Thursday, August 12, 2010

Roundup: Historians

Neal Ascherson, "Liquidator," London Review of Books, August 19, 2010.

Seven years after his death, Hugh Trevor-Roper’s reputation is still a cauldron of discord. He would have enjoyed that. Steaming in the mix are the resentments of those he expertly wounded, the awe of colleagues at the breadth and depth of his learning, dismay at his serial failures to complete a full-length work of history, delight in the Gibbonian wit and elegance of his writing and – still a major ingredient – Schadenfreude over his awful humiliation in the matter of the Hitler diaries. >>>

"Cambridge University connects communities with Domesday,", August 10, 2010.

When William the Conqueror wanted to consolidate his power over his new English subjects he created the Domesday Book.

It was a comprehensive list of who owned all property and livestock.

Now Cambridge University historians have digitised the information in an interactive website.

"It's possible for anyone to do in a few seconds what it has taken scholars weeks to achieve," said Dr Stephen Baxter, a co-director of the project.

PASE Domesday was launched on 10 August 2010 and is the result of collaboration between scholars from Cambridge University and King's College, London.

Tax collection?

The Domesday Book was collated between 1085 and 1086.

Most historians believe it is some sort of tax book for raising revenue.

Dr Baxter, a medieval historian from King's College, London, has a different theory.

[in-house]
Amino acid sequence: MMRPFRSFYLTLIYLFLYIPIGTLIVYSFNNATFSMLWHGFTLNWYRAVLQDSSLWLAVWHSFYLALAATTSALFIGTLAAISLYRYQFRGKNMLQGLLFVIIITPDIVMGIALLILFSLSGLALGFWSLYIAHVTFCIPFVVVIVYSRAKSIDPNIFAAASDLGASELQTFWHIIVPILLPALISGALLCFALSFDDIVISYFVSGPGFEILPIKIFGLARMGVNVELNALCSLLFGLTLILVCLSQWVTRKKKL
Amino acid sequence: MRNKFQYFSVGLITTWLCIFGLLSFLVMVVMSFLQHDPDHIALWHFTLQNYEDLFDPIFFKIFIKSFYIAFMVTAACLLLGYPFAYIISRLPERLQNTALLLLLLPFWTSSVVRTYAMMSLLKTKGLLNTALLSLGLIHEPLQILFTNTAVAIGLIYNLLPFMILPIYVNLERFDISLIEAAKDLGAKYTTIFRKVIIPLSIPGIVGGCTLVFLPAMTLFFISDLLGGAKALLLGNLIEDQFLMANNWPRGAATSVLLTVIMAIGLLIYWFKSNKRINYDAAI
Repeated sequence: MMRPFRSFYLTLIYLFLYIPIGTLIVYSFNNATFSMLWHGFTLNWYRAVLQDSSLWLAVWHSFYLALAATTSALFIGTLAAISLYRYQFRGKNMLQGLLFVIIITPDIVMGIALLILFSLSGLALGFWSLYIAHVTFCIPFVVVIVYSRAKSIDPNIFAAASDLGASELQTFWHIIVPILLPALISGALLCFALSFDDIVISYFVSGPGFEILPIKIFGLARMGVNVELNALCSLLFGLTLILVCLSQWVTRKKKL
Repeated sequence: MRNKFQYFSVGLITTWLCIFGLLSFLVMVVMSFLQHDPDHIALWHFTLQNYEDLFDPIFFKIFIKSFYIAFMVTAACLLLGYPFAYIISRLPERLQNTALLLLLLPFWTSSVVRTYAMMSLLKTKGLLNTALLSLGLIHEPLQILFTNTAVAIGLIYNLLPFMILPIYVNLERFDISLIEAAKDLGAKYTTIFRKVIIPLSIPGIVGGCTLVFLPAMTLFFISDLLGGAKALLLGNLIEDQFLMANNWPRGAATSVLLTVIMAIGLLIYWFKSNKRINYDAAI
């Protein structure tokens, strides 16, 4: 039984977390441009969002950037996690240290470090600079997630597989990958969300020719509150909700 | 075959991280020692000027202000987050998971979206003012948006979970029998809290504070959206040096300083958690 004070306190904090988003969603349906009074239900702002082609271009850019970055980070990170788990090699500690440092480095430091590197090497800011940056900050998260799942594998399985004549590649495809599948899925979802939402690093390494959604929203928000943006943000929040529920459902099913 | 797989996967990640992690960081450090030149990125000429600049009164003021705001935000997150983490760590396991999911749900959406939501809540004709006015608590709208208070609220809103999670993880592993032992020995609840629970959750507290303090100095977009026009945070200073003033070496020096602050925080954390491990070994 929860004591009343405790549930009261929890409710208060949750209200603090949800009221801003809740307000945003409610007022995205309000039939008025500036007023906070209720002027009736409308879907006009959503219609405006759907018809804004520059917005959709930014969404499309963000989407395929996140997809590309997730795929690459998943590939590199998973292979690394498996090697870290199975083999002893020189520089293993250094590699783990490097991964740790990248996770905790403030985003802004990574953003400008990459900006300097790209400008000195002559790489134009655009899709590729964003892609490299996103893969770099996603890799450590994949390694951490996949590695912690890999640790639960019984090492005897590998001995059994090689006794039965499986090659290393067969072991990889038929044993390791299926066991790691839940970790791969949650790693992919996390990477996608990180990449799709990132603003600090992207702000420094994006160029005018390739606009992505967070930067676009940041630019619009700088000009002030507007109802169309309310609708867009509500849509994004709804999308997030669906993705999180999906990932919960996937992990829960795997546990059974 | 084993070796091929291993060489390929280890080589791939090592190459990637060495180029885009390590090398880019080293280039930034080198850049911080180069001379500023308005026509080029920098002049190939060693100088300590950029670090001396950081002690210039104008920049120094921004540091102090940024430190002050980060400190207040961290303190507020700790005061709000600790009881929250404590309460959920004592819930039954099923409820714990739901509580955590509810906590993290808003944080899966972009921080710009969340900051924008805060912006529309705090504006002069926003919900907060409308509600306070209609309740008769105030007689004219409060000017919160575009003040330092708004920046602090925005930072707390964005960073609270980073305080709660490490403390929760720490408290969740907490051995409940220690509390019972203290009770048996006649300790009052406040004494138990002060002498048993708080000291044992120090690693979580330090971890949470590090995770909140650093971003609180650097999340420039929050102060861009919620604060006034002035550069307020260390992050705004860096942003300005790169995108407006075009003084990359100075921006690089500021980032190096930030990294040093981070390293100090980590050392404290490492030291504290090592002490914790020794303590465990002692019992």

He argues its real purpose was to confer revolutionary new powers on King William.

"The inquest generated some pretty useful tax schedules," he explained. "But the book gave him something altogether more powerful." >>>

Daniel Hernandez, "Mayas protest monument to Spanish conquistadors," La Plaza, LA Times blogs, August 11, 2010.

The city of Merida on Mexico's Yucatan peninsula is reviewing a petition to remove a recently built public monument to the city's colonial founder, a figure whom some indigenous Mayas regard as a violent conquistador. The municipal government accepted the petition from a coalition of Mayan organizations to reconsider the monument and statues depicting Francisco de Montejo, known as "El Adelantado," and his son, also named Francisco and known as "El Mozo." The younger Montejo established Merida in 1542, on the site of the former Maya city of T'ho. >>>

"Tony Judt, Historian And Author, Dies At 62," NPR, August 8, 2010.

Much to his presumed irritation, historian Tony Judt, who died on Friday, might be remembered for one word: anachronism.

That's what he called the idea of a Jewish state in Israel in a widely read essay in the New York Review of Books. But Tony Judt was, first and foremost, an intellectual historian.

His book Postwar, about the history of Europe after 1945, became an instant classic. And he made it his mission to try to unpack the nuances of 20th-century history. >>>

Faye Fiore, "Guardians of the nation's attic," Los Angeles Times, August 8, 2010.

When Paul Brachfeld took over as inspector general of the National Archives, guardian of the country's most beloved treasures, he discovered the American people were being stolen blind.

The Wright Brothers 1903 Flying Machine patent application? Gone.

A copy of the Dec. 8, 1941 "Day of Infamy" speech autographed by Franklin D. Roosevelt and tied with a purple ribbon? Gone. >>>

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